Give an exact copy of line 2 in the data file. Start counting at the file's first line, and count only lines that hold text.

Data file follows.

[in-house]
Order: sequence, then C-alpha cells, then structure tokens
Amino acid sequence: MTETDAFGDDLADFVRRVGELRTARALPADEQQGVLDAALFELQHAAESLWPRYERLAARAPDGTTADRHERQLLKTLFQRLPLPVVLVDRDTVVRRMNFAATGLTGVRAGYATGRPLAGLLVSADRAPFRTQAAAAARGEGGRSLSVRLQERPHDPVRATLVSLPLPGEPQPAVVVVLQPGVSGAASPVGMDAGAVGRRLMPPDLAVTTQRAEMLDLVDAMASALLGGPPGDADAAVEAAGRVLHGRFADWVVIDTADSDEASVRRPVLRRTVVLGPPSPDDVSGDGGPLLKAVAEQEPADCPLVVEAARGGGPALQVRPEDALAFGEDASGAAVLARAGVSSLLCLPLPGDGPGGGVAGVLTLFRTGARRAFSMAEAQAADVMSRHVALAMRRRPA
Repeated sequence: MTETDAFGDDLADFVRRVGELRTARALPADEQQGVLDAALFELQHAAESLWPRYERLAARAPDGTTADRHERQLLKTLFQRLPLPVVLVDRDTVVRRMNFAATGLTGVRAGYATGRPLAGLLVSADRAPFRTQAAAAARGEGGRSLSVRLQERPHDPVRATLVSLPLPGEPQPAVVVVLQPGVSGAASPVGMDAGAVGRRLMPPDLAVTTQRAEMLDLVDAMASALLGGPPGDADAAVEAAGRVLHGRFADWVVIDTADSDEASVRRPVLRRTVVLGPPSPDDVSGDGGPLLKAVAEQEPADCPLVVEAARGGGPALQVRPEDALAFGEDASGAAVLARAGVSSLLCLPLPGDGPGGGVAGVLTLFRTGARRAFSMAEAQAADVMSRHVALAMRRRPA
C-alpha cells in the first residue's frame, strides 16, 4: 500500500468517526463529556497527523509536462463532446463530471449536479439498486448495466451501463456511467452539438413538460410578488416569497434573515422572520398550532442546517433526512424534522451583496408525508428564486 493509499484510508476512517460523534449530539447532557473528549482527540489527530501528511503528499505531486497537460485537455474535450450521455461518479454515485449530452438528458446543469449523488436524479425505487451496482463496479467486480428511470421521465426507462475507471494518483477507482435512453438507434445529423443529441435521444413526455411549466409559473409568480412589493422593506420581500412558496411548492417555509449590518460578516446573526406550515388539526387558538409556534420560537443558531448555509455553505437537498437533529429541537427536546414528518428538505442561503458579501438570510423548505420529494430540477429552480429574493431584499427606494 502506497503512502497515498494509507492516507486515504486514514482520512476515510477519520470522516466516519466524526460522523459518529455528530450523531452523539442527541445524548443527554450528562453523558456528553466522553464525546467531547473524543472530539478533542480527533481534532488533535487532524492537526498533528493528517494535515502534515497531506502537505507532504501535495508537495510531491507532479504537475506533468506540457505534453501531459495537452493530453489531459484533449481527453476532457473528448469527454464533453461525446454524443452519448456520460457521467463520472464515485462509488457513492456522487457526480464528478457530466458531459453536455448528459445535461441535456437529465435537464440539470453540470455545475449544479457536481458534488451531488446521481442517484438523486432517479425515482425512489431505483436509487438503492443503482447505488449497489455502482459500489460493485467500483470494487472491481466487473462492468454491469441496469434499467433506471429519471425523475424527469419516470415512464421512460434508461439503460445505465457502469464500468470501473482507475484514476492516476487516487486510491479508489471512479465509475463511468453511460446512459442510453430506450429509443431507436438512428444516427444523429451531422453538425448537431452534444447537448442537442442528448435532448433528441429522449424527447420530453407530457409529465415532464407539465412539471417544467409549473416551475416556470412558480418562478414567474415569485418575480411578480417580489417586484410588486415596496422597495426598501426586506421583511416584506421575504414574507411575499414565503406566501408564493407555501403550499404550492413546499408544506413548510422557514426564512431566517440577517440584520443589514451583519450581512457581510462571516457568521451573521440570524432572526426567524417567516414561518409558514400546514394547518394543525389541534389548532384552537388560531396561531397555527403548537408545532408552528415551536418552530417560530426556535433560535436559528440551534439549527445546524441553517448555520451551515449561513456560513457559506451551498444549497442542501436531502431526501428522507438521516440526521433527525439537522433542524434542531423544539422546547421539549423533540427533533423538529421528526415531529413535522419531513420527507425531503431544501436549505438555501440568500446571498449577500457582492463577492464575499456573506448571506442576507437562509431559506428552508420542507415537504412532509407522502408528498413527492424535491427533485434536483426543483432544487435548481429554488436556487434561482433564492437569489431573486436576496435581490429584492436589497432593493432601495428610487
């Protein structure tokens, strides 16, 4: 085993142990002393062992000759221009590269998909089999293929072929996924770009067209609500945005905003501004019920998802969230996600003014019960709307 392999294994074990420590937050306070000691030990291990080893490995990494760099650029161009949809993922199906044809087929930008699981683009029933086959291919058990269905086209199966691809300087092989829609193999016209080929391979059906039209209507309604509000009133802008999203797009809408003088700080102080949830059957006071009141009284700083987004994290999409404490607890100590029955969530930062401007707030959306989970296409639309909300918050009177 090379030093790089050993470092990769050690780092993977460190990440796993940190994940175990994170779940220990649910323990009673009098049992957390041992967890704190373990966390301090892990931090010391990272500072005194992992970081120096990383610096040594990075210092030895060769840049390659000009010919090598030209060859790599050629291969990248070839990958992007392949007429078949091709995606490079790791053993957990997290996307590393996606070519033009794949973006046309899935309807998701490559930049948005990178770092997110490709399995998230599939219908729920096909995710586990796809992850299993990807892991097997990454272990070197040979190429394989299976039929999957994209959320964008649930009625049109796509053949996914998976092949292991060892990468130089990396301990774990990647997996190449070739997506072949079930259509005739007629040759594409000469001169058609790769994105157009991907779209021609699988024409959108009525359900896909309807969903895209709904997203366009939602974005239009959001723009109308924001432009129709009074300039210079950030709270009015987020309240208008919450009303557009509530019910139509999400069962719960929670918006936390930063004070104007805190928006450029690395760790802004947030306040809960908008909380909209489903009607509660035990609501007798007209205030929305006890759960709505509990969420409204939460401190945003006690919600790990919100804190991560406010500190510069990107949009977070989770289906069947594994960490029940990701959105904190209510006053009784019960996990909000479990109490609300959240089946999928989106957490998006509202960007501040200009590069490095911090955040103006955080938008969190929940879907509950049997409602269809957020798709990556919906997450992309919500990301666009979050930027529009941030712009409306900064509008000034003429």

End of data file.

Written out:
Order: sequence, then C-alpha cells, then structure tokens